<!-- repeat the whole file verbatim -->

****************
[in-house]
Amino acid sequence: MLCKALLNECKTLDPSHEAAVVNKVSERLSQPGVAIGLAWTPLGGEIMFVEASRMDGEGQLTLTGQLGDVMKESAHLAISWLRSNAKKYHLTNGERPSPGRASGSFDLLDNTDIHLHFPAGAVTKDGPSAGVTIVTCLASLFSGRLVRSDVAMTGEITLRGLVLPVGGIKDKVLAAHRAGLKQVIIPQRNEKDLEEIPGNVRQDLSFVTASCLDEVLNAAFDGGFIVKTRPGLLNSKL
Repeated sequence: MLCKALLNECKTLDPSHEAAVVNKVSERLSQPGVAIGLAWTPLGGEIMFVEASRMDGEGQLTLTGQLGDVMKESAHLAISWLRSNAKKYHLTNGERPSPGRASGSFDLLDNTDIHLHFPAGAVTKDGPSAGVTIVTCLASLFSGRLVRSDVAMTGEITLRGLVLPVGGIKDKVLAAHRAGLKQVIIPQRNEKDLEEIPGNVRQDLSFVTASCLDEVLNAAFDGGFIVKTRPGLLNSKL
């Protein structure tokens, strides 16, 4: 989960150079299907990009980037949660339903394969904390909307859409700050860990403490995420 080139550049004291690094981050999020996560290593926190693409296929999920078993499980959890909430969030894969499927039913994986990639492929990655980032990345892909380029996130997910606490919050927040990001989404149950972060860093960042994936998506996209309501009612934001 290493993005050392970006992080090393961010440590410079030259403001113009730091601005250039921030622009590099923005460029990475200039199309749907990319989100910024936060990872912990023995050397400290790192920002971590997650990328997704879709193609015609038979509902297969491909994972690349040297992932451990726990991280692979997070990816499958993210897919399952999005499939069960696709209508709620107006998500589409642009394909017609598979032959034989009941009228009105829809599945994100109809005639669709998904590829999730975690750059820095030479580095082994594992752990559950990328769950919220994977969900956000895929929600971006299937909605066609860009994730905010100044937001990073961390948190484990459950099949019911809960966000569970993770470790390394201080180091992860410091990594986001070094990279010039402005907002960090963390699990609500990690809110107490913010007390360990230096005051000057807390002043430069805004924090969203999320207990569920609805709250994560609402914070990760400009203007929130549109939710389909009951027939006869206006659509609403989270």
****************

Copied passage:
[in-house]
Amino acid sequence: MLCKALLNECKTLDPSHEAAVVNKVSERLSQPGVAIGLAWTPLGGEIMFVEASRMDGEGQLTLTGQLGDVMKESAHLAISWLRSNAKKYHLTNGERPSPGRASGSFDLLDNTDIHLHFPAGAVTKDGPSAGVTIVTCLASLFSGRLVRSDVAMTGEITLRGLVLPVGGIKDKVLAAHRAGLKQVIIPQRNEKDLEEIPGNVRQDLSFVTASCLDEVLNAAFDGGFIVKTRPGLLNSKL
Repeated sequence: MLCKALLNECKTLDPSHEAAVVNKVSERLSQPGVAIGLAWTPLGGEIMFVEASRMDGEGQLTLTGQLGDVMKESAHLAISWLRSNAKKYHLTNGERPSPGRASGSFDLLDNTDIHLHFPAGAVTKDGPSAGVTIVTCLASLFSGRLVRSDVAMTGEITLRGLVLPVGGIKDKVLAAHRAGLKQVIIPQRNEKDLEEIPGNVRQDLSFVTASCLDEVLNAAFDGGFIVKTRPGLLNSKL
């Protein structure tokens, strides 16, 4: 989960150079299907990009980037949660339903394969904390909307859409700050860990403490995420 080139550049004291690094981050999020996560290593926190693409296929999920078993499980959890909430969030894969499927039913994986990639492929990655980032990345892909380029996130997910606490919050927040990001989404149950972060860093960042994936998506996209309501009612934001 290493993005050392970006992080090393961010440590410079030259403001113009730091601005250039921030622009590099923005460029990475200039199309749907990319989100910024936060990872912990023995050397400290790192920002971590997650990328997704879709193609015609038979509902297969491909994972690349040297992932451990726990991280692979997070990816499958993210897919399952999005499939069960696709209508709620107006998500589409642009394909017609598979032959034989009941009228009105829809599945994100109809005639669709998904590829999730975690750059820095030479580095082994594992752990559950990328769950919220994977969900956000895929929600971006299937909605066609860009994730905010100044937001990073961390948190484990459950099949019911809960966000569970993770470790390394201080180091992860410091990594986001070094990279010039402005907002960090963390699990609500990690809110107490913010007390360990230096005051000057807390002043430069805004924090969203999320207990569920609805709250994560609402914070990760400009203007929130549109939710389909009951027939006869206006659509609403989270």